Wednesday, April 22, 2015

Think too much and Feel too Little

“We think too much and feel too little.  More than machinery, we need humanity; more than cleverness, we need kindness and gentleness.  Without these qualities, life will be violent and all will be lost.”

― Charles Chaplin


Chaplin was a visionary and from his work as a producer, director, editor, composer and actor of all his work, will remain timeless.  Chaplin's childhood was fraught with poverty and hardship, making his eventual trajectory "the most dramatic of all the rags to riches stories ever told" according to his authorized biographer David Robinson.  There is no official record of his birth, although Chaplin believed he was born at East Street Walworth, South London.

Many don't know the story of Charlie Chaplin and think he was just a guy doing slapstick comedy along with his iconic figure the Tramp which truly was his life as a boy.  One of his best films The Great Dictator and first with sound reviled Chaplin's boldness toward reviling his political views in his work.  Parallels between himself and Adolf Hitler had been widely noted, the pair were born four days apart both had risen from poverty to world prominence and the German dictator wore the same toothbrush mustache as the Tramp.  It was this physical resemblance that supplied the plot for Chaplin's next film The Great Dictator, which directly satirized Hitler and attacked fascism.

Chaplin again vocalized his political views in Monsieur Verdoux, criticizing capitalism and arguing that the world encourages mass killing through wars and weapons of mass destruction. (wow we heard that before) His political activity had heightened during World War II, when he campaigned for the opening of a Second Front to help the Soviet Union and supported various Soviet–American friendship groups.  In the political climate of 1940s America, such activities meant Chaplin was considered as Larcher writes, "dangerously progressive and amoral."  The FBI wanted him out of the country and early in 1947, they launched an official investigation.  Chaplin denied being a communist, instead, calling himself a "peace-monger" but felt the government's effort to suppress the ideology was an unacceptable infringement of civil liberties.  His activities were widely reported in the press, and Cold War fears grew, questions were raised over his failure to take American citizenship.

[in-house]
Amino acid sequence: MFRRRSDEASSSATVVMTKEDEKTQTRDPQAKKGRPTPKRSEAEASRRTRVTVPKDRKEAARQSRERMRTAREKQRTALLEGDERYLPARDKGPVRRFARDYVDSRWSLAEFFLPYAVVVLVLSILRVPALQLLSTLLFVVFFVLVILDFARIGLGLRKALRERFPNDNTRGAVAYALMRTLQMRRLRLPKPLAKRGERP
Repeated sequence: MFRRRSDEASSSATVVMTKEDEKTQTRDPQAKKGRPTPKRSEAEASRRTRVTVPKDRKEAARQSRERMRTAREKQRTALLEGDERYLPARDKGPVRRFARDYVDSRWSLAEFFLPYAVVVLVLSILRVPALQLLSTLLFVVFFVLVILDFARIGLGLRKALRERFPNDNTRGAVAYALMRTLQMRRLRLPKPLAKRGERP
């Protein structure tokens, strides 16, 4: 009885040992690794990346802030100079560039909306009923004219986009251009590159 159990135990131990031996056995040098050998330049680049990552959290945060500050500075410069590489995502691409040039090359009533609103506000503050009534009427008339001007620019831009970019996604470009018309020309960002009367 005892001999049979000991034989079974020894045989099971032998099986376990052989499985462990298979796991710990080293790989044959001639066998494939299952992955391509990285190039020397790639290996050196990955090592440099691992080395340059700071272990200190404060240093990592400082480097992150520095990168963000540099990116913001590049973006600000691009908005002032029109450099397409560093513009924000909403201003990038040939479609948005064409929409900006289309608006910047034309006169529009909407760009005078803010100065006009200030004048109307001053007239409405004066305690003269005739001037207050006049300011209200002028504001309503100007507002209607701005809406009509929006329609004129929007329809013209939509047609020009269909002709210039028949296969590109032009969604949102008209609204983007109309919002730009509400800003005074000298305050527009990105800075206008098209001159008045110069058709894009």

His next film Limelight he decided to hold the world premiere in London, since it was the setting of the film.  In New York, he boarded the RMS Queen Elizabeth with his family on September 18, 1952.  The next day attorney general James P. McGranery revoked Chaplin's re-entry permit and stated that he would have to submit to an interview concerning his political views and moral behavior in order to re-enter the US.  When Chaplin received the cablegram he quietly decided to cut ties with the U.S. as Chaplin explained,  "Whether I re-entered that unhappy country or not was of little consequence to me.  I would like to have told them that the sooner I was rid of that hate-beleaguered atmosphere the better, that I was fed up of America's insults and moral pomposity."

That was 1952, 63 years ago and the atmosphere here in the U.S. today is what?

The Great Dictator

Charlie Chaplin

No comments:

Post a Comment